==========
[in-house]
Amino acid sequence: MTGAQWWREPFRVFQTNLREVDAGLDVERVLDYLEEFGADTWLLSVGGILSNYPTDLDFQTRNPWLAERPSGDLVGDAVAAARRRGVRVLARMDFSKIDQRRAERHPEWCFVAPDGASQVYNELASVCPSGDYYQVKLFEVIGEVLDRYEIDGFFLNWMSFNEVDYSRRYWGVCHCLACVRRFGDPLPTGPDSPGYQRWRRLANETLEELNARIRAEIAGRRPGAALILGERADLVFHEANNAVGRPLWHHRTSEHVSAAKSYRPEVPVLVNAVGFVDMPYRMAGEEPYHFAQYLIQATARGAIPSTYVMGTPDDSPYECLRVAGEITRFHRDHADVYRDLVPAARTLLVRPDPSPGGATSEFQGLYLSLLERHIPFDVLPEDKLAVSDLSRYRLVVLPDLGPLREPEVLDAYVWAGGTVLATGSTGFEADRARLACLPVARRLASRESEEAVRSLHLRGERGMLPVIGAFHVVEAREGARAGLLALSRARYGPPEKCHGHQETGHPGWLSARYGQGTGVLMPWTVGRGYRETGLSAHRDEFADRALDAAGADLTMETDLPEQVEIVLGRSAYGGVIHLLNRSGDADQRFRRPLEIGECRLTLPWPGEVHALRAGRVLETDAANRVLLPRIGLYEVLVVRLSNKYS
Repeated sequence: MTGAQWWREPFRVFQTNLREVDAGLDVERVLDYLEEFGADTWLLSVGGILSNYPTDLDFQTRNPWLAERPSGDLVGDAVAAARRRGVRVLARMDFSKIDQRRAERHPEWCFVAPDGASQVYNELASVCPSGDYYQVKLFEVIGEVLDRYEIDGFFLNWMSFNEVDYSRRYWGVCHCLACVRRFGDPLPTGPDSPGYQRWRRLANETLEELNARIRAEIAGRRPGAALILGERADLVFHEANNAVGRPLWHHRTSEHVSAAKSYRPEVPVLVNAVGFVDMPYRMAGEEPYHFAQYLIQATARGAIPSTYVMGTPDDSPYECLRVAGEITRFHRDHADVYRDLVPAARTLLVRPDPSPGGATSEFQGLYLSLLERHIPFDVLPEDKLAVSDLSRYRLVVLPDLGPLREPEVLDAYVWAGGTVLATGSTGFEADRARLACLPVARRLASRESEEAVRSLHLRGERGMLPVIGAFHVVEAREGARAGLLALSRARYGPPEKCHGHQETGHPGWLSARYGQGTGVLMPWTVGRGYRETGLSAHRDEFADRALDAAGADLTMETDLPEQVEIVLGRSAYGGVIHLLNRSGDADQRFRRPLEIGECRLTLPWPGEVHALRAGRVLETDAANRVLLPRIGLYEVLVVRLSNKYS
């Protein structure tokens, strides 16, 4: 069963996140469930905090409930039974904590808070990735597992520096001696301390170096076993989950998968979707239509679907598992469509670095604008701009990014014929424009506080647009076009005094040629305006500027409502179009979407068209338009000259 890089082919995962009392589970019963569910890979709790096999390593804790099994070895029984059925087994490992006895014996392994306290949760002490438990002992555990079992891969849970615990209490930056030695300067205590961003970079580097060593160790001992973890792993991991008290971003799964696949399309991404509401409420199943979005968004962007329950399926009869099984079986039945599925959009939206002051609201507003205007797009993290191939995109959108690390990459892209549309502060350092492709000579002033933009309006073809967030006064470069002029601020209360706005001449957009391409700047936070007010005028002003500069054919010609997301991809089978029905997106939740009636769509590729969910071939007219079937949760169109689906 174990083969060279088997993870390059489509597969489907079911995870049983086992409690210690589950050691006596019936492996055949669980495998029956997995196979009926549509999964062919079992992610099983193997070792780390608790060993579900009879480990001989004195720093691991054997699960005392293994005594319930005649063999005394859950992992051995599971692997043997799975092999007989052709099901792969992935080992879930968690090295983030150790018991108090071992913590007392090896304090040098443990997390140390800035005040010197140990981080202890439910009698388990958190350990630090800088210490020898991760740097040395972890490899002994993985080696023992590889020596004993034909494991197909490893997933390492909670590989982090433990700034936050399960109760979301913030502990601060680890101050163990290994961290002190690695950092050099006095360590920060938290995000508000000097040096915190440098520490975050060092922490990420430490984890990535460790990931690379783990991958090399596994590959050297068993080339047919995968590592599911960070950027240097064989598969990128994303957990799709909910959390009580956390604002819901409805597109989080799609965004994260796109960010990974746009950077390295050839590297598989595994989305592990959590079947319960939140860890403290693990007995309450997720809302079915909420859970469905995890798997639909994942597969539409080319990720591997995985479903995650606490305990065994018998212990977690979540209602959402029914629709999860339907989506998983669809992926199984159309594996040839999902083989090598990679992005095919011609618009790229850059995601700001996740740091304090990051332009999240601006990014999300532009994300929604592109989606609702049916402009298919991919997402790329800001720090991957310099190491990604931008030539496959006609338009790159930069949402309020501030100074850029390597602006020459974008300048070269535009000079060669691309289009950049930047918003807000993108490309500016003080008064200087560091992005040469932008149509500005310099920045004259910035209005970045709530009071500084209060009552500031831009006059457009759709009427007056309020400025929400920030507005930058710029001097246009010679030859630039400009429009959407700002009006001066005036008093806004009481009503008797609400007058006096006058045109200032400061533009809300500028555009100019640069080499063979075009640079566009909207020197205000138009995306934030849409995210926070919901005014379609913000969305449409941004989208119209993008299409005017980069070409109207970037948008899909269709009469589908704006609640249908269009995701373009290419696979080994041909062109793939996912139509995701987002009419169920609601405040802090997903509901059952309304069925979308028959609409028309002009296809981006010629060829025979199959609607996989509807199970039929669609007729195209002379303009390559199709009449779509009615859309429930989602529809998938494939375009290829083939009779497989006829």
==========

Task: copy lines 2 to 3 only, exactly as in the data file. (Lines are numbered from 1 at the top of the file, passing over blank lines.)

Amino acid sequence: MTGAQWWREPFRVFQTNLREVDAGLDVERVLDYLEEFGADTWLLSVGGILSNYPTDLDFQTRNPWLAERPSGDLVGDAVAAARRRGVRVLARMDFSKIDQRRAERHPEWCFVAPDGASQVYNELASVCPSGDYYQVKLFEVIGEVLDRYEIDGFFLNWMSFNEVDYSRRYWGVCHCLACVRRFGDPLPTGPDSPGYQRWRRLANETLEELNARIRAEIAGRRPGAALILGERADLVFHEANNAVGRPLWHHRTSEHVSAAKSYRPEVPVLVNAVGFVDMPYRMAGEEPYHFAQYLIQATARGAIPSTYVMGTPDDSPYECLRVAGEITRFHRDHADVYRDLVPAARTLLVRPDPSPGGATSEFQGLYLSLLERHIPFDVLPEDKLAVSDLSRYRLVVLPDLGPLREPEVLDAYVWAGGTVLATGSTGFEADRARLACLPVARRLASRESEEAVRSLHLRGERGMLPVIGAFHVVEAREGARAGLLALSRARYGPPEKCHGHQETGHPGWLSARYGQGTGVLMPWTVGRGYRETGLSAHRDEFADRALDAAGADLTMETDLPEQVEIVLGRSAYGGVIHLLNRSGDADQRFRRPLEIGECRLTLPWPGEVHALRAGRVLETDAANRVLLPRIGLYEVLVVRLSNKYS
Repeated sequence: MTGAQWWREPFRVFQTNLREVDAGLDVERVLDYLEEFGADTWLLSVGGILSNYPTDLDFQTRNPWLAERPSGDLVGDAVAAARRRGVRVLARMDFSKIDQRRAERHPEWCFVAPDGASQVYNELASVCPSGDYYQVKLFEVIGEVLDRYEIDGFFLNWMSFNEVDYSRRYWGVCHCLACVRRFGDPLPTGPDSPGYQRWRRLANETLEELNARIRAEIAGRRPGAALILGERADLVFHEANNAVGRPLWHHRTSEHVSAAKSYRPEVPVLVNAVGFVDMPYRMAGEEPYHFAQYLIQATARGAIPSTYVMGTPDDSPYECLRVAGEITRFHRDHADVYRDLVPAARTLLVRPDPSPGGATSEFQGLYLSLLERHIPFDVLPEDKLAVSDLSRYRLVVLPDLGPLREPEVLDAYVWAGGTVLATGSTGFEADRARLACLPVARRLASRESEEAVRSLHLRGERGMLPVIGAFHVVEAREGARAGLLALSRARYGPPEKCHGHQETGHPGWLSARYGQGTGVLMPWTVGRGYRETGLSAHRDEFADRALDAAGADLTMETDLPEQVEIVLGRSAYGGVIHLLNRSGDADQRFRRPLEIGECRLTLPWPGEVHALRAGRVLETDAANRVLLPRIGLYEVLVVRLSNKYS